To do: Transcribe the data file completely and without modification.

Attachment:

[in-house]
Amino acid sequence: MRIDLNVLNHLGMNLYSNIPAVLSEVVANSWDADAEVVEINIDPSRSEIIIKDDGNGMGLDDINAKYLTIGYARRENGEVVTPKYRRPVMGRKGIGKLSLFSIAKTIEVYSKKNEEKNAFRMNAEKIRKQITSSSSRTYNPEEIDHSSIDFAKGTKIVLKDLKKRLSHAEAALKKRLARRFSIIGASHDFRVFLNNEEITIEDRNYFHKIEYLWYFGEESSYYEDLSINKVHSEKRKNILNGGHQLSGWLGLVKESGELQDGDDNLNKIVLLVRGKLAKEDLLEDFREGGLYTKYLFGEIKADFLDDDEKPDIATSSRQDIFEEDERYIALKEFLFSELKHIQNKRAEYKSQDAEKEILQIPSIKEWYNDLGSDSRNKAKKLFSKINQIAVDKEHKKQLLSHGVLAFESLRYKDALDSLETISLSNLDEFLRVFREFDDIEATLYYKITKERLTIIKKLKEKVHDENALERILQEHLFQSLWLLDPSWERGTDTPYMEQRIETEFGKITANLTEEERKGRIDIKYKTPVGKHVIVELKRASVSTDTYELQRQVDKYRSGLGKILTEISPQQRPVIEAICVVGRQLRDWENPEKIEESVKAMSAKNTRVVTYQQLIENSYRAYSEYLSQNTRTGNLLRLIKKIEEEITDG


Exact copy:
[in-house]
Amino acid sequence: MRIDLNVLNHLGMNLYSNIPAVLSEVVANSWDADAEVVEINIDPSRSEIIIKDDGNGMGLDDINAKYLTIGYARRENGEVVTPKYRRPVMGRKGIGKLSLFSIAKTIEVYSKKNEEKNAFRMNAEKIRKQITSSSSRTYNPEEIDHSSIDFAKGTKIVLKDLKKRLSHAEAALKKRLARRFSIIGASHDFRVFLNNEEITIEDRNYFHKIEYLWYFGEESSYYEDLSINKVHSEKRKNILNGGHQLSGWLGLVKESGELQDGDDNLNKIVLLVRGKLAKEDLLEDFREGGLYTKYLFGEIKADFLDDDEKPDIATSSRQDIFEEDERYIALKEFLFSELKHIQNKRAEYKSQDAEKEILQIPSIKEWYNDLGSDSRNKAKKLFSKINQIAVDKEHKKQLLSHGVLAFESLRYKDALDSLETISLSNLDEFLRVFREFDDIEATLYYKITKERLTIIKKLKEKVHDENALERILQEHLFQSLWLLDPSWERGTDTPYMEQRIETEFGKITANLTEEERKGRIDIKYKTPVGKHVIVELKRASVSTDTYELQRQVDKYRSGLGKILTEISPQQRPVIEAICVVGRQLRDWENPEKIEESVKAMSAKNTRVVTYQQLIENSYRAYSEYLSQNTRTGNLLRLIKKIEEEITDG